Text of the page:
Interim Order Respecting Drug Shortages (Safeguarding the Drug Supply): Guidance document
Date published: November 27, 2020
On this page
- Details of the prohibition
- Determining the risk of a drug shortage
- About requests for information
- Guidance on requests for information
The Interim Order Respecting Drug Shortages (Safeguarding the Drug Supply) was made on November 27, 2020. This interim order (IO) introduces new measures to help prevent bulk importation programs, such as the one recently established by the U.S., from causing or exacerbating a drug shortage in Canada. Under the IO, certain drugs intended for the Canadian market are prohibited from being sold for consumption outside of Canada if that sale could cause or exacerbate a drug shortage.
The IO also authorizes the Minister to require specific information from a manufacturer or drug establishment licence (DEL) holder to help Health Canada take steps to prevent or alleviate an existing or anticipated drug shortage.
Distribution of drugs intended for the Canadian market for consumption outside Canada will continue to be permitted if the seller determines that the distribution will not cause or exacerbate a shortage. Drugs manufactured in Canada solely for export are not in the scope of the IO.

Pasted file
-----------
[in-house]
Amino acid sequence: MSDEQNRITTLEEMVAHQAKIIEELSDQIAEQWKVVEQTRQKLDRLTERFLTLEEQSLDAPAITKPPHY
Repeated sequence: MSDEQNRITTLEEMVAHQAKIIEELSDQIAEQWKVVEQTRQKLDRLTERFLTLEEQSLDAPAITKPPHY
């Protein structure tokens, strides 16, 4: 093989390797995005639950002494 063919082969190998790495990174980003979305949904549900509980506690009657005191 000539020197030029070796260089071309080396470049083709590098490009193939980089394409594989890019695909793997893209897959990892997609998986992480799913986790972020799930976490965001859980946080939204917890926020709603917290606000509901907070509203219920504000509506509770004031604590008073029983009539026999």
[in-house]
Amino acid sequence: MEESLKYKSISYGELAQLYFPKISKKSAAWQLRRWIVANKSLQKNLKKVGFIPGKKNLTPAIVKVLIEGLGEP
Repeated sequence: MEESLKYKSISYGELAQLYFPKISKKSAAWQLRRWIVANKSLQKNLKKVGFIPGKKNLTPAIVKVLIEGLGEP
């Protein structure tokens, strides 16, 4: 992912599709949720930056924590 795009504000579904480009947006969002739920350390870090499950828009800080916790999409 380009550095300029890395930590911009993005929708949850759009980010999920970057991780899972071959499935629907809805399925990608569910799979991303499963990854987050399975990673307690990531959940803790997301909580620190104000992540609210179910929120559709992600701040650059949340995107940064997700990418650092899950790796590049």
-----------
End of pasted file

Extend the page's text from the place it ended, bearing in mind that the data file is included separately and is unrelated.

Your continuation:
On October 1, 2020, the U.S. Department of Health and Human Services published the final rule on the Importation of Prescription Drugs. The rule creates a pathway for licensed U.S. pharmacists or wholesalers to import, in bulk, certain prescription drugs intended for the Canadian market. Diversion of drugs from Canada to the U.S. or other countries would put extra pressure on our country’s drug supply and increase the risk of drug shortages harming Canadians.
The interpretation section of the IO defines the following terms:
- establishment licence
- drugs authorized under the Interim Order Respecting the Importation, Sale and Advertising of Drugs for Use in Relation to COVID-19 (ISAD)
This IO applies to the following drugs for which a Drug Identification Number (DIN) has been assigned under the Food and Drug Regulations or under the ISAD IO:
- drugs that may be sold without a prescription, but are administered only under a practitioner’s supervision, also known as ‘ethical’ drugs (for example, hemodialysis solutions, pre-filled syringes with epinephrine for severe allergic reactions, MRI contrast agents)
- drugs on the Prescription Drug List
- drugs listed in Schedules D and C of the Food and Drugs Act
- drugs listed in Schedules I, II, III, IV or V of the Controlled Drugs and Substances Act
Natural health products, over-the-counter drugs and drugs for veterinary use are excluded from the scope of this IO.
The prohibition in the interim order does not apply in 3 different situations:
- sales made by a person who is not required to hold a DEL (for example, a pharmacy selling drugs for personal use)
- products that are imported for the sole purpose of export (transhipment)
- products that are manufactured in Canada for the sole purpose of export